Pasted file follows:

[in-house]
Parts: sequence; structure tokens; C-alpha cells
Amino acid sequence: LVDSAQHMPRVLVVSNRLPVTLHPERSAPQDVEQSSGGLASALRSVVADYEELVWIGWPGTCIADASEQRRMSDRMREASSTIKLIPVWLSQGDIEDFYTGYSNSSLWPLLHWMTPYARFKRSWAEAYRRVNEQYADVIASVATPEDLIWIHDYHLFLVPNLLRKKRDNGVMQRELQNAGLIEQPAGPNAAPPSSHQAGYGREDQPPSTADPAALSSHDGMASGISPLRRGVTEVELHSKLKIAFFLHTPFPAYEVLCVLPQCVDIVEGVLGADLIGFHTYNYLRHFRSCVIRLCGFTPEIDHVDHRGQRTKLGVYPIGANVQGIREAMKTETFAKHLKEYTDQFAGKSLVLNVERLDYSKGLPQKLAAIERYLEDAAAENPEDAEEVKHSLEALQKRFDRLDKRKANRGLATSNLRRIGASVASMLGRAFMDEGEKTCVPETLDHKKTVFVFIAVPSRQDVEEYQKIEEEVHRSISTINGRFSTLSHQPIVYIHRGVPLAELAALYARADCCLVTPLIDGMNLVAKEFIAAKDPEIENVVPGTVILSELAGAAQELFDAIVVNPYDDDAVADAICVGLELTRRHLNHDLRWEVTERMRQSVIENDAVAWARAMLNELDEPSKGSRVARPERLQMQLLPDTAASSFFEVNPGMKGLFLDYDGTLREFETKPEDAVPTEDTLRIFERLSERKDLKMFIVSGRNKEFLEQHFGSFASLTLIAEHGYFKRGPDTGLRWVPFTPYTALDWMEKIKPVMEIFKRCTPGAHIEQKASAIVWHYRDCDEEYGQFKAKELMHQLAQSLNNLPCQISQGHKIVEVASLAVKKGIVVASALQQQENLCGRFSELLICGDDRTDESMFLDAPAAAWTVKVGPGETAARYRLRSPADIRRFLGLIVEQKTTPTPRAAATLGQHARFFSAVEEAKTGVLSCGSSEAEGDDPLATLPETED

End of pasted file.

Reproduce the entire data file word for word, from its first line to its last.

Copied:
[in-house]
Parts: sequence; structure tokens; C-alpha cells
Amino acid sequence: LVDSAQHMPRVLVVSNRLPVTLHPERSAPQDVEQSSGGLASALRSVVADYEELVWIGWPGTCIADASEQRRMSDRMREASSTIKLIPVWLSQGDIEDFYTGYSNSSLWPLLHWMTPYARFKRSWAEAYRRVNEQYADVIASVATPEDLIWIHDYHLFLVPNLLRKKRDNGVMQRELQNAGLIEQPAGPNAAPPSSHQAGYGREDQPPSTADPAALSSHDGMASGISPLRRGVTEVELHSKLKIAFFLHTPFPAYEVLCVLPQCVDIVEGVLGADLIGFHTYNYLRHFRSCVIRLCGFTPEIDHVDHRGQRTKLGVYPIGANVQGIREAMKTETFAKHLKEYTDQFAGKSLVLNVERLDYSKGLPQKLAAIERYLEDAAAENPEDAEEVKHSLEALQKRFDRLDKRKANRGLATSNLRRIGASVASMLGRAFMDEGEKTCVPETLDHKKTVFVFIAVPSRQDVEEYQKIEEEVHRSISTINGRFSTLSHQPIVYIHRGVPLAELAALYARADCCLVTPLIDGMNLVAKEFIAAKDPEIENVVPGTVILSELAGAAQELFDAIVVNPYDDDAVADAICVGLELTRRHLNHDLRWEVTERMRQSVIENDAVAWARAMLNELDEPSKGSRVARPERLQMQLLPDTAASSFFEVNPGMKGLFLDYDGTLREFETKPEDAVPTEDTLRIFERLSERKDLKMFIVSGRNKEFLEQHFGSFASLTLIAEHGYFKRGPDTGLRWVPFTPYTALDWMEKIKPVMEIFKRCTPGAHIEQKASAIVWHYRDCDEEYGQFKAKELMHQLAQSLNNLPCQISQGHKIVEVASLAVKKGIVVASALQQQENLCGRFSELLICGDDRTDESMFLDAPAAAWTVKVGPGETAARYRLRSPADIRRFLGLIVEQKTTPTPRAAATLGQHARFFSAVEEAKTGVLSCGSSEAEGDDPLATLPETED